Hepatic artery proper

The hepatic artery proper splits off the common hepatic artery. For part of its course, it runs near the portal vein and the common bile duct. As a result, it forms part of the structure know as the portal triad, which also includes lymphatic vessels and a branch of the vagus nerve. In this respect, the word "triad" is misleading, as the structure contains more than three elements. Historically, the distinction changed over the years as anatomical components were added.

Branching of the hepatic artery proper varies from person to person. Classically, it splits into left and right branches, called the left and right hepatic arteries. The right branch crosses in front of the portal vein and travels to the left of the bile duct. The left branch moves upward along the left side of the common hepatic duct. These arteries both supply the liver with oxygenated blood.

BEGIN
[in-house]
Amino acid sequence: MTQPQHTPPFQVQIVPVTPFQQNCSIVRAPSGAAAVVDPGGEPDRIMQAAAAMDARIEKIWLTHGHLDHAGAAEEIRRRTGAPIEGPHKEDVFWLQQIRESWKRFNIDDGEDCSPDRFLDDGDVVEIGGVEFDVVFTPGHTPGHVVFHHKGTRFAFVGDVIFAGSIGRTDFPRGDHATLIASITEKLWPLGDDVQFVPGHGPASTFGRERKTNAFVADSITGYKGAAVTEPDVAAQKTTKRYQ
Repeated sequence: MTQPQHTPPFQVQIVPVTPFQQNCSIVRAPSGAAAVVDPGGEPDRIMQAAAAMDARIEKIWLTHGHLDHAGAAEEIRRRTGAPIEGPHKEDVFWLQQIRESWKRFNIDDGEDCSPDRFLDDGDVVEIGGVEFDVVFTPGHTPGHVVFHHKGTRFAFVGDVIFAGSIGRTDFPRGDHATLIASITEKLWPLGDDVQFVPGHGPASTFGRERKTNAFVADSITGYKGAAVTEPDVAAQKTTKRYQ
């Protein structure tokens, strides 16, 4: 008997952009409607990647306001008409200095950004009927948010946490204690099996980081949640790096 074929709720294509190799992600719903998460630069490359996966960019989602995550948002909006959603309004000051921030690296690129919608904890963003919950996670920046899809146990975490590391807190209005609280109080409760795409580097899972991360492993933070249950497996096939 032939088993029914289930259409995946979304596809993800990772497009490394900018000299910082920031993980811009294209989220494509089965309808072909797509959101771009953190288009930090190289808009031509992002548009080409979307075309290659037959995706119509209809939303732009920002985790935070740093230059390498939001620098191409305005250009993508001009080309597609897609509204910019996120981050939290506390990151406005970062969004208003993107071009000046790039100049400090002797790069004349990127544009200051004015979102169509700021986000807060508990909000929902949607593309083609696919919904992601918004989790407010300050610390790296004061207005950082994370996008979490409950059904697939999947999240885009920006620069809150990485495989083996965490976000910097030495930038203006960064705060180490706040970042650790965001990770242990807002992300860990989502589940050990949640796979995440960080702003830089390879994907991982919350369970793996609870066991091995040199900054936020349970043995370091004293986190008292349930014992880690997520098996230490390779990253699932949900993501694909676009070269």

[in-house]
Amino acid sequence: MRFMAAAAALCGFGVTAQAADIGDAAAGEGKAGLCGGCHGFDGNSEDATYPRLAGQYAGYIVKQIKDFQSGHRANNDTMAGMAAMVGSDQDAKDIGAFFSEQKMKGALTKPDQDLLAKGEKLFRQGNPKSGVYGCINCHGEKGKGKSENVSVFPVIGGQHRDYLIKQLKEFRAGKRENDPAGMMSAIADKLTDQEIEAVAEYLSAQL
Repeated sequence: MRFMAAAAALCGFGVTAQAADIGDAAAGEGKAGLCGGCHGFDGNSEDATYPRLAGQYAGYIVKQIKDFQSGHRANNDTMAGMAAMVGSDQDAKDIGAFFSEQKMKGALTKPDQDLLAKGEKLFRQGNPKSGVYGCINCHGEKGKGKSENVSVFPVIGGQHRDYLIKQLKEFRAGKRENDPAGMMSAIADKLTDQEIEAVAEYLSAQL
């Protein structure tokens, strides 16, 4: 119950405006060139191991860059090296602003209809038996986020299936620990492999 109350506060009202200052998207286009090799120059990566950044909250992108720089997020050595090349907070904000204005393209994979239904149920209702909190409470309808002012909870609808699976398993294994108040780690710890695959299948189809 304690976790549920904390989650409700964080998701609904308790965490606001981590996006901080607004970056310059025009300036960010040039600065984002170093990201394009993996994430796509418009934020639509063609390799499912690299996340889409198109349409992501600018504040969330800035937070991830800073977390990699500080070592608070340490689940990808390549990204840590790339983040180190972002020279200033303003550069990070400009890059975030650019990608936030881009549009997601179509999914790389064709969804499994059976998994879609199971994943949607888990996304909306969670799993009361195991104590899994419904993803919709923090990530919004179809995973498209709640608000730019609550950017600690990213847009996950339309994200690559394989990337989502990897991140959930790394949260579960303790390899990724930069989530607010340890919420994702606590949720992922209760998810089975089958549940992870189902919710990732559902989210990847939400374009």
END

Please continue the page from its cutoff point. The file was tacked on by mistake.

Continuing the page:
The hepatic artery proper should not be confused with the hepatic veins, which are blood vessels that remove oxygen-depleted blood from the liver.

Written and medically reviewed by the Healthline Editorial Team
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In Depth: Hepatic artery proper

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